Solar Irradience Variation
The variation of solar energy entering Earth's atmosphere, the solar irradiance (see Figure 1), is an important input in climate models. Observations of wavelength-integrated solar irradiance have been made since 1978 and spectral observations have been patchy and limited to the ultraviolet. With the launch of missions such as SORCE and SCIAMACHY, data covering wavelengths that have no continuous observations, the visible and infrared, is beginning to accumulate. We are using the SATIRE model (detailed below) to compare our predictions with the observations.
Fig. 1: The luminosity of the Sun is the radiative energy, or flux, emitted over the entire surface. Irradiance, or intensity, in the context of solar irradiance discussion is defined as the flux passing through a surface area of 1 m^2 perpendicular to the direction of the Sun at a distance of 1 AU.
The total solar irradiance (TSI) is measured to be approximately 1366 Wm^-2. The spectral solar irradiance (SSI) is the incident radiation observed with a particular wavelength, measured in units of Wm^-3 or Wm^-2nm^-1.
The SSI is important because different parts of the solar spectrum affect different regions of Earth's atmosphere (see Figure 2). Most of the solar energy is emitted in the visible (40% of TSI emanates in the 400-700 nm region), but because parts of the solar spectrum are produced from different regions in the solar atmosphere they can vary independently of each other. As a result the ultraviolet (below 400 nm) contributes ~60% of the total variability in TSI.
Fig. 2: Solar forcing on Earth's atmosphere is wavelength dependent. The UV is the most continually observed spectral region and it is known that different wavelengths heat various parts of the atmosphere and are involved in many chemical processes including ozone modulation.
The sunspot number, with observations dating back to the 17th century, were the first indication that the Sun varies over time (see Figure 3) and a clear 11-year cycle emerged. It was not until the dawn of the satellite era that direct evidence of irradiance variation was found.
Fig. 3: Sunspot Group (solid line) and Zurich (dashed) number since 1610 from Hoyt & Schatten, 1998. The 11-year cycle is clear here, but superimposed on a long-term trend since the Maunder Minimum of 1645 - 1715.
There are now nearly three 11-year solar cycles of data and observations from several different satellites have been composited to produce a continuous data set of TSI ranging from 1978 to the present data. There are differences between composites and this highlights an inherent uncertainty and the possibility that changes between minima may be possible. However, what is clear from all composites is that during maxima both overall TSI and variability is higher, due to facular coverage and spot transits respectively. Very large sunspot groups cause short decreases in TSI of over 0.2% but the impact of facular and network regions for periods longer than weeks compensates this and TSI increases by 0.1% between minima and maxima (see Figure 4).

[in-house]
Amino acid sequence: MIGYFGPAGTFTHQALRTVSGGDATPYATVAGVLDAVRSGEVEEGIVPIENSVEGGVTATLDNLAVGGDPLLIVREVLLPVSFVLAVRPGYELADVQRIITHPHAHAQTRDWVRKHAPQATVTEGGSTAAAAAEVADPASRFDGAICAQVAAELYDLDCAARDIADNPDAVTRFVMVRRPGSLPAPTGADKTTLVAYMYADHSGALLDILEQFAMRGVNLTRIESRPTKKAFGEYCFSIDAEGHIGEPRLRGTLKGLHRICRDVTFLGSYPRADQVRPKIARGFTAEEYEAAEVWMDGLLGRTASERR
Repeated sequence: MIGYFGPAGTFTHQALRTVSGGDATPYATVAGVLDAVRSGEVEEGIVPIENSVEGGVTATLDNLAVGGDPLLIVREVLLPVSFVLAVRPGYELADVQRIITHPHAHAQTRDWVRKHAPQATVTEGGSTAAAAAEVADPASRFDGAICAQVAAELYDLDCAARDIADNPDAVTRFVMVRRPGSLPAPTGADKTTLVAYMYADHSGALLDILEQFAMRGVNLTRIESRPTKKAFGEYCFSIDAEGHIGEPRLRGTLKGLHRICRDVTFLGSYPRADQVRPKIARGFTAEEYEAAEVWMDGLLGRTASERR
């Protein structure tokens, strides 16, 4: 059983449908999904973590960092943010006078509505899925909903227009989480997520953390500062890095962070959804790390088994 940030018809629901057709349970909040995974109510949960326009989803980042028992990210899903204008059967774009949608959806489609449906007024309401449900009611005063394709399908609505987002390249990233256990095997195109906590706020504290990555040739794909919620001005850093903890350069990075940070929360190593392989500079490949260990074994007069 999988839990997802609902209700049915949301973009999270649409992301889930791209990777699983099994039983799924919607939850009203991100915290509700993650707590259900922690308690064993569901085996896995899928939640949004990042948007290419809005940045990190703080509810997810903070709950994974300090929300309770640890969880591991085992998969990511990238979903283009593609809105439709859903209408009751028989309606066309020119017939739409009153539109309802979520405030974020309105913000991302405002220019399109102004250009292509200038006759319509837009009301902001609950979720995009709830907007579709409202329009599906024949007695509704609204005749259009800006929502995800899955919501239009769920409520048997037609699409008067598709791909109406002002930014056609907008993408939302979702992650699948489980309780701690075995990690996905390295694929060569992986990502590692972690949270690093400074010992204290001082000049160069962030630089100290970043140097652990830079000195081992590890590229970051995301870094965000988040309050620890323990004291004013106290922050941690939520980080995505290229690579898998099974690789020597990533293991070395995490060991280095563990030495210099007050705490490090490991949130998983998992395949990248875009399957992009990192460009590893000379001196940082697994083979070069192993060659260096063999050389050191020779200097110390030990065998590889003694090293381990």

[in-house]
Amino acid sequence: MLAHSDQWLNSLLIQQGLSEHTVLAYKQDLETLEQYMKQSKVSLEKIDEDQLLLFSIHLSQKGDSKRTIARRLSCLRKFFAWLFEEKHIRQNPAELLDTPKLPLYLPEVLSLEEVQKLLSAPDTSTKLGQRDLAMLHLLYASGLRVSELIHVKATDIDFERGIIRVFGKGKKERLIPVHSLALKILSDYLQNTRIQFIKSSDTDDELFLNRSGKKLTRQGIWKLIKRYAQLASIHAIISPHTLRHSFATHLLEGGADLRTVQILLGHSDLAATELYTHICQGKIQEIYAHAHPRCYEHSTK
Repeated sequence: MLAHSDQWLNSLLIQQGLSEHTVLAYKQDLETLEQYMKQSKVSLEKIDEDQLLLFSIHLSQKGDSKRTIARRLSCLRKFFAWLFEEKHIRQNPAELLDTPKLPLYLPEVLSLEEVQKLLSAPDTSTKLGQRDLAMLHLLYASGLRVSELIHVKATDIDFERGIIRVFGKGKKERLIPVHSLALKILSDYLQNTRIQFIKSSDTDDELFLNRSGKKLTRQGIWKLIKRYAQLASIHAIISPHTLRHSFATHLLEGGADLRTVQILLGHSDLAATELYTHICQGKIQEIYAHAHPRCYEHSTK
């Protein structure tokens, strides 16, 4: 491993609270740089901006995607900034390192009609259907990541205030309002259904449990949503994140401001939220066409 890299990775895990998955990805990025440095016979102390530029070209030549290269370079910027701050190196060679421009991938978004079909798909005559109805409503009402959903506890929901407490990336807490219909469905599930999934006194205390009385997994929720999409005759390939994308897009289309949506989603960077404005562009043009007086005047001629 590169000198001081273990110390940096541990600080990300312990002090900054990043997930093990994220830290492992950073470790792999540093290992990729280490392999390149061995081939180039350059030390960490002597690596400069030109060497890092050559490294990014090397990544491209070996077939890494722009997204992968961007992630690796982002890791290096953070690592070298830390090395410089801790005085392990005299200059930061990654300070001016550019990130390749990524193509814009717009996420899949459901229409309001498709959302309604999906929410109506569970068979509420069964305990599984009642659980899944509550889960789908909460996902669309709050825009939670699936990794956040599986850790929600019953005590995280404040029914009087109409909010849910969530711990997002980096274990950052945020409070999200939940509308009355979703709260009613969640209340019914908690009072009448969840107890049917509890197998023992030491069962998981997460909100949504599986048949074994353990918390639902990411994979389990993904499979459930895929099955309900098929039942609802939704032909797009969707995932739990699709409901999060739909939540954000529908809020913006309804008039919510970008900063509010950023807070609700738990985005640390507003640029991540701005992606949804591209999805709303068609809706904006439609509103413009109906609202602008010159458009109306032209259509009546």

Fig. 4: The PMOD composite (adapted from Frohlich, 2009). Short sharp drops in the daily data (red) are the result of sunspot passages. The running mean (black line) shows a clear increase of 0.1% over an 11-year cycle.
The creation of a long-term UV data set is also difficult. Absolute irradiance offset and degradation corrections remain an issue, but each instrument also has a different resolution: if rapidly varying features are not sufficiently resolved they may not be present in some data sets and determining variation is more difficult. Nevertheless, observations of the UV over the past three decades has revealed complex spectral behaviour and wavelength dependent contribution to TSI change. As with TSI, variability and irradiance increases at solar maximum above atmosphere observations have revealed that the 200-300 nm region varies on the order of a few percent, 150-200 nm by 10-20% and shorter regions by over 50%. However, contribution to TSI is tiny in this region: most radiative energy comes from the visible and near-IR and prior to the SORCE mission was a region not well observed.
The Sun is also thought to vary on even longer timescales and, as can be seen in figure 3, activity variation is not limited to the 11-year cycle: there appears to be secular trend of increasing solar activity since the beginnning of the 18th century after a period of almost no sunspots. Understanding the causes of this century-scale variation is a major goal of solar irradiance studies. If the long-term impact of the Sun on Earth's climate is to be fully understood, then correct modelling of variation by wavelength is required (find out more about contribution of small scale magnetic elements here). While the solar cycle variability likely impacts on terrestrial temperatures, both in height and location, it is not fully understood which spectral regions cause such a change.
Text by Will T. Ball, extract from thesis in work.